Return on Investment for Healthcare Quality Improvement - Solid, Craig A.
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This book offers a comprehensive overview of performing return-on-investment (ROI) analyses for healthcare quality improvement (QI). In the United States, healthcare policy regarding physician and facility payment/reimbursement is steadily trending towards the use of "value-based" systems and away from the traditional "fee-for-service" (FFS) payment mechanisms. Healthcare professionals and organizations who have previously focused on quality metrics are now finding themselves burdened with having to define and assess value metrics, without much guidance or assistance. This volume aims to be a…mehr

Produktbeschreibung
This book offers a comprehensive overview of performing return-on-investment (ROI) analyses for healthcare quality improvement (QI). In the United States, healthcare policy regarding physician and facility payment/reimbursement is steadily trending towards the use of "value-based" systems and away from the traditional "fee-for-service" (FFS) payment mechanisms. Healthcare professionals and organizations who have previously focused on quality metrics are now finding themselves burdened with having to define and assess value metrics, without much guidance or assistance. This volume aims to be a guide and a reference for healthcare professionals tasked with estimating and establishing ROI for QI.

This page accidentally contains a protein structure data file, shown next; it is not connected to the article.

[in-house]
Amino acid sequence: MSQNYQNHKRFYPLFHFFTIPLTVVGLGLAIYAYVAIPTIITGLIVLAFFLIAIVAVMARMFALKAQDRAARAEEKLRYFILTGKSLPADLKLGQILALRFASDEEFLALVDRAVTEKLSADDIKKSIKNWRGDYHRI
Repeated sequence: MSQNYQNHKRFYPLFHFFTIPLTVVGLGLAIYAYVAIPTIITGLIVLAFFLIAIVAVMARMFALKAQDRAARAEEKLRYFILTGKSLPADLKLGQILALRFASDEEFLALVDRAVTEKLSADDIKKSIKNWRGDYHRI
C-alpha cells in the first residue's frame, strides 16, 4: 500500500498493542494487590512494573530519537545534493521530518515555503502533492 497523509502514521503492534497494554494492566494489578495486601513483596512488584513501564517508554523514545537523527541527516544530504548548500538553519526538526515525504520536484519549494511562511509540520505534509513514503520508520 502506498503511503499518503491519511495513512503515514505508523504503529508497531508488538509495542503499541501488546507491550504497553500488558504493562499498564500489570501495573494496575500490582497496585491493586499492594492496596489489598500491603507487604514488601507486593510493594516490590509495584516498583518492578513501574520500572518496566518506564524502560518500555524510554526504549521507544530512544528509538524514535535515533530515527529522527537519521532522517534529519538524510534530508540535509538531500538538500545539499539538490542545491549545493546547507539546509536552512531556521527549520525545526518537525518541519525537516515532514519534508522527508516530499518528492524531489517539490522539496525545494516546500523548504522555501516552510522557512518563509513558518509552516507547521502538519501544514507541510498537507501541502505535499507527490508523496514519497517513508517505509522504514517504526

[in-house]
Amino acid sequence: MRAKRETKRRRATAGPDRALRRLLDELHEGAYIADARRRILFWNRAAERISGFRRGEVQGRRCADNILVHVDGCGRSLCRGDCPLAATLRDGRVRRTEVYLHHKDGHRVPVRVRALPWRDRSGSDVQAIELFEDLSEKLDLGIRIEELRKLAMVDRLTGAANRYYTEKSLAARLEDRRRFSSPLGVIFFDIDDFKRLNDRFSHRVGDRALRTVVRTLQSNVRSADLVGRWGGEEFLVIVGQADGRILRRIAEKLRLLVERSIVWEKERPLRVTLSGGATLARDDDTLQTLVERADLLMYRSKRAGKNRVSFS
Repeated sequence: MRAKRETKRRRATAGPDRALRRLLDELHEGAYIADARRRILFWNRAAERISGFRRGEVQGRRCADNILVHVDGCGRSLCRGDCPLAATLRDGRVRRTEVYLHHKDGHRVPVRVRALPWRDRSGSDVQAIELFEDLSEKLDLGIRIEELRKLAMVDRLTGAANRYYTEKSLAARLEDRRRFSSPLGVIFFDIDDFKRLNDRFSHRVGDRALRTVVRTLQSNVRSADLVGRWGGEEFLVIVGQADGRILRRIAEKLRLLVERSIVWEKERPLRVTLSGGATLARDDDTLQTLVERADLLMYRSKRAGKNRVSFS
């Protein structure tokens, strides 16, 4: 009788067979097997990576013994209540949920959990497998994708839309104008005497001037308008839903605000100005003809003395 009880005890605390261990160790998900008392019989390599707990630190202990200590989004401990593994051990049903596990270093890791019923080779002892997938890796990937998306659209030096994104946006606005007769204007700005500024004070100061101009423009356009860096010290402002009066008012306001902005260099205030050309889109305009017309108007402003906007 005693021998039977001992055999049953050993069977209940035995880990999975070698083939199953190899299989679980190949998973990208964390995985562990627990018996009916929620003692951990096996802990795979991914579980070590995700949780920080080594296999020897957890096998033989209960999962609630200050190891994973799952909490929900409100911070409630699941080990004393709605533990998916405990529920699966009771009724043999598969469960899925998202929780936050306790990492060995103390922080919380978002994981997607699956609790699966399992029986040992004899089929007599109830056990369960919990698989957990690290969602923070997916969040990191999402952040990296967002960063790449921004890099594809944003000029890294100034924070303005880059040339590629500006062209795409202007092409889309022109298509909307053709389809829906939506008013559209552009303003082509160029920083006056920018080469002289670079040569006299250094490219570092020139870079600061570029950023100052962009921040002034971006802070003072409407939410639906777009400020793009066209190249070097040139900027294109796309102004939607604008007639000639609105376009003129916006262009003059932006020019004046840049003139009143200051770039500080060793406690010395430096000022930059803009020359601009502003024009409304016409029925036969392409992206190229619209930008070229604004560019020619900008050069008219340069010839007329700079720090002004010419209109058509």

Chapters describe the general framework for how to perform QI; establish standard definitions of important terms, concepts, and calculations; and provide specific instructions for how to complete each step of an ROI analysis. These include: selecting a QI initiative and identifying the associated metrics, establishing measurable, monetizable, and attributable costs and benefits, determining the appropriate scope and perspective, calculating ROI and related metrics (payback period, benefit-to-cost ratio, etc.), comparing with established benchmarks or previously published results, and interpreting the results for the intended audience. In addition, chapters offer examples of real studies (or hypothetical studies of real situations), as well as templates for several of the necessary activities that readers can leverage for their own use.
Return on Investment for Healthcare Quality Improvement is a must-have resource for healthcare providers, administrators, and other professionals who work in healthcare organizations, hospitals and other healthcare settings, health systems, and residency programs seeking to obtain outside funding, as well as policy makers and administrators of federal programs.
Autorenporträt